Processors

Table of contents

  1. Introduction
  2. Control unit
  3. Datapath
    1. ALU
    2. FPU
    3. Register file
  4. Instruction cycle
  5. Pipelining
    1. Hazards
  6. Branch prediction
  7. Speculation
  8. Out-of-order execution
  9. SIMD
  10. Superscalar
  11. Interrupts
  12. References

Introduction

A processor is the electronic circuitry within a computer that executes instructions.

Processors follow a fetch-decode-execute cycle where they fetch instructions from memory, decode them, and then execute them.

The latency of a processor is the delay from when an input enters the system to when its associated output is produced.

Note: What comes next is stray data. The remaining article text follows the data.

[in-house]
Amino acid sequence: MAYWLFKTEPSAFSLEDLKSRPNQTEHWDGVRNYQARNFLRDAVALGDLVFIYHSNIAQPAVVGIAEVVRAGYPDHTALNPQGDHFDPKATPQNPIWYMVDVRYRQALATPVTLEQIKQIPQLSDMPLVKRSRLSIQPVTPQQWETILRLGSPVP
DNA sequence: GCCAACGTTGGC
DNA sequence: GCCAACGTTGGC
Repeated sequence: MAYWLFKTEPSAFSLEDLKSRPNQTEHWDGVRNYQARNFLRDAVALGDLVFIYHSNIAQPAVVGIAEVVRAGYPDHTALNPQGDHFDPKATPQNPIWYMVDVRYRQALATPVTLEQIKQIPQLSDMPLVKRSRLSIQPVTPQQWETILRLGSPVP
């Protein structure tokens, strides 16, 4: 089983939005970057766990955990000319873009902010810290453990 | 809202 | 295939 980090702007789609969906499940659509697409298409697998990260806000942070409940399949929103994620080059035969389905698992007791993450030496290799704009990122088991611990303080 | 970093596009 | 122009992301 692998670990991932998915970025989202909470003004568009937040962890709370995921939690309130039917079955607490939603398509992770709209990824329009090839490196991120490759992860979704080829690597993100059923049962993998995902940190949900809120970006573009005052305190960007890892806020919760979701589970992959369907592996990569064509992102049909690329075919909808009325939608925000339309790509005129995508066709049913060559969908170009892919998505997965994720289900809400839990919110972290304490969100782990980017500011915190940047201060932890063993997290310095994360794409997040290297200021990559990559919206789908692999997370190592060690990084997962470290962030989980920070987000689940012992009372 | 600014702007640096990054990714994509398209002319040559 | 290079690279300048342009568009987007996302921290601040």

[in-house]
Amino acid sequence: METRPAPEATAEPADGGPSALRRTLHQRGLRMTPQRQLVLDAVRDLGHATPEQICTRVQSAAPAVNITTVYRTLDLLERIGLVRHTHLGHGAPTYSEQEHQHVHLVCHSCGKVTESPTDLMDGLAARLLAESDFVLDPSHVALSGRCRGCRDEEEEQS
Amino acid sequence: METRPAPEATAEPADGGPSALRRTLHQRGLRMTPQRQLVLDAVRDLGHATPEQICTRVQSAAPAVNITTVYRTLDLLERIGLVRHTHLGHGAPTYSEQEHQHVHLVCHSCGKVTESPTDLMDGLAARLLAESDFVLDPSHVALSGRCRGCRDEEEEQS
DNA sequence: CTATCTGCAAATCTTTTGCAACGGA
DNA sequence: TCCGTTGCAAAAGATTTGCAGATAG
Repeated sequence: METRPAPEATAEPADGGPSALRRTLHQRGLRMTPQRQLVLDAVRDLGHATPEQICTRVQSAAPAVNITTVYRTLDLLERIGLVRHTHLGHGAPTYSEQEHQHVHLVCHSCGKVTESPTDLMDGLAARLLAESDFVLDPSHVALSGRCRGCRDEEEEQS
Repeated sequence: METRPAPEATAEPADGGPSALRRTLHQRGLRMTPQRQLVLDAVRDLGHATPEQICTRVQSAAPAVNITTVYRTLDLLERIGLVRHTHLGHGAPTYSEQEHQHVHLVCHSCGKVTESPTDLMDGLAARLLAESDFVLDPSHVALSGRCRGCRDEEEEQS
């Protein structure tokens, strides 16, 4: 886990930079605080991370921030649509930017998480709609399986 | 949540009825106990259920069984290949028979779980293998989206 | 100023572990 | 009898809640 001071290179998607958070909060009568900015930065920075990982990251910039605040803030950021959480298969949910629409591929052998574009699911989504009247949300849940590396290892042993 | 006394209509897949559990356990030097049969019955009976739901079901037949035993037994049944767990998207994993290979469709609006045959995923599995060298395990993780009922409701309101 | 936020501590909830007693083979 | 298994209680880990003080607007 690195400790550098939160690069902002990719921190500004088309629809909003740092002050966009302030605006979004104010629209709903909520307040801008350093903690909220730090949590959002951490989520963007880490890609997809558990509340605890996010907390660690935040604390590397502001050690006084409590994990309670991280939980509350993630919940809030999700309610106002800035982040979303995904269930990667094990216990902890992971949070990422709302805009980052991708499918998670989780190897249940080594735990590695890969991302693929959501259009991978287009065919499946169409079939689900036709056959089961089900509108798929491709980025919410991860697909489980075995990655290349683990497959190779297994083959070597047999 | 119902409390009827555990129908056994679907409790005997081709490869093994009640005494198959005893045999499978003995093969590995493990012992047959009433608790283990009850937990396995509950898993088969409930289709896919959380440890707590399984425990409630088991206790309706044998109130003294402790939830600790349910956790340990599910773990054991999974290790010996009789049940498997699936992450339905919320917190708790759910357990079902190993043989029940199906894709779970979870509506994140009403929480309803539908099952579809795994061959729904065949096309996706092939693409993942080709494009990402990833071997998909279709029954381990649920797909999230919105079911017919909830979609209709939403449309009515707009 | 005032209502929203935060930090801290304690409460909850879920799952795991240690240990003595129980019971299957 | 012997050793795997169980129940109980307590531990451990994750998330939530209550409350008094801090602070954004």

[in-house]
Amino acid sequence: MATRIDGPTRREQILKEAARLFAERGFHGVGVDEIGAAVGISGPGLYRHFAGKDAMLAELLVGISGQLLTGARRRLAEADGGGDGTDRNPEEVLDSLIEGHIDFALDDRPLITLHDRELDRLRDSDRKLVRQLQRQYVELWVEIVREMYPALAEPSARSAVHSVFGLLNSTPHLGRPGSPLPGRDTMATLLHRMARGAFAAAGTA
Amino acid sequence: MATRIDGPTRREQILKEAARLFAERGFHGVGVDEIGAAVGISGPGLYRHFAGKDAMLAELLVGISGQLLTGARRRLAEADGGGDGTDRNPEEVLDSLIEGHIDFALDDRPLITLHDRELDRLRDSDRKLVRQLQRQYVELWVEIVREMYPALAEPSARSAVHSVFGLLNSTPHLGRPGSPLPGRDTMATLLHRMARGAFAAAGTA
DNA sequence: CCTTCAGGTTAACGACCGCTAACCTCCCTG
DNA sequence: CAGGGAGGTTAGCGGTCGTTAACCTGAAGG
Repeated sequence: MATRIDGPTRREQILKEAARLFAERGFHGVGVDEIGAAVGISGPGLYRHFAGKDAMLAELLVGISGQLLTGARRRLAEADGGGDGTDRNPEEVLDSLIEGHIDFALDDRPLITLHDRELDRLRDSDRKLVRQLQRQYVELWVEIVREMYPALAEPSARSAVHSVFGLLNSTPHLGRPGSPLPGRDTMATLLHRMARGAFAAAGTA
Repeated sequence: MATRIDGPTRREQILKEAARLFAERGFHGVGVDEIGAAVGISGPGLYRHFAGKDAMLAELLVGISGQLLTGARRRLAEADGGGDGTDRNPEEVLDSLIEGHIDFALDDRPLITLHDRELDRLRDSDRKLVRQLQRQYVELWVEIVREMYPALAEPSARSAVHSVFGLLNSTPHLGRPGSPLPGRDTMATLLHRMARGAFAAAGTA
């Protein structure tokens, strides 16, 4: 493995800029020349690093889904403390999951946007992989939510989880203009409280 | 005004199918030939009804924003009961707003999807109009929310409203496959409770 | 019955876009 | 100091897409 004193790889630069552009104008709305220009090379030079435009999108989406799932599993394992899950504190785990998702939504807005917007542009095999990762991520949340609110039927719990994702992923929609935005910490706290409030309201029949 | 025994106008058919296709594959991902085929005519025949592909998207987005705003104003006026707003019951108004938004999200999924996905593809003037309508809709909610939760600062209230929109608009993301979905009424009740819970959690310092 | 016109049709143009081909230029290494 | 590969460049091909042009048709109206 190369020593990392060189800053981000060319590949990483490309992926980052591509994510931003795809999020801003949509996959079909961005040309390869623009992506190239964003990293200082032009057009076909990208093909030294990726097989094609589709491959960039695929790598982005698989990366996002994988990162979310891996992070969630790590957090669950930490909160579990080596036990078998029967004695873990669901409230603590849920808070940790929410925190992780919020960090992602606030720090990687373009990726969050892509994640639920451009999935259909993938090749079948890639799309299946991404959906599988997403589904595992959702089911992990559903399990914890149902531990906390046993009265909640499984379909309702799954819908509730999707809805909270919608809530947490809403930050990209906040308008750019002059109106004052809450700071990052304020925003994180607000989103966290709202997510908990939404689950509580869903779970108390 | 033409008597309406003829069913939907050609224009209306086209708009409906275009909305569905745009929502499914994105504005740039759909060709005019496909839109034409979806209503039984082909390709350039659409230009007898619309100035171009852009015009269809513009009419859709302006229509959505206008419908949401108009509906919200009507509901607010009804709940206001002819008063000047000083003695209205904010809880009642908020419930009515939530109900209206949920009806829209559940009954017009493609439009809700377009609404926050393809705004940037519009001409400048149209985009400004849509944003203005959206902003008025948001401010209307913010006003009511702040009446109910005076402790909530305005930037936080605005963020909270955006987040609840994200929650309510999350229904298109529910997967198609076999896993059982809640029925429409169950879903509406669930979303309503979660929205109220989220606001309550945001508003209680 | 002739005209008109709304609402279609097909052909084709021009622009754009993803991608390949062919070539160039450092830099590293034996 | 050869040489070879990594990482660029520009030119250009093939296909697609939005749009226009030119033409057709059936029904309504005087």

The throughput of a processor is how many instructions it can execute in a given period.

Modern processors are split into a data path and a control unit.

Control unit

The control unit sets control lines that drive the datapath. The bulk of a processor’s logic gates are contained in the control unit.

The input to a control unit is normally the opcode field from an instruction [1, P. 277].

Examples of control unit outputs are signals used to control multiplexors, signals for controlling reads and writes to the register file, or operation signals for an ALU [1, P. 277].

Datapath

A datapath is a collection of functional units, registers, and buses that performs the required operations.

Datapath elements are the functional units used to implement a data path (e.g., an ALU, or a register file) [1, P. 263].

ALU

An ALU (Arithmetic Logic Unit) is circuitry that performs arithmetic operations on integers.

FPU

An FPU (Floating Point Unit) is circuitry that performs arithmetic operations on floating point numbers.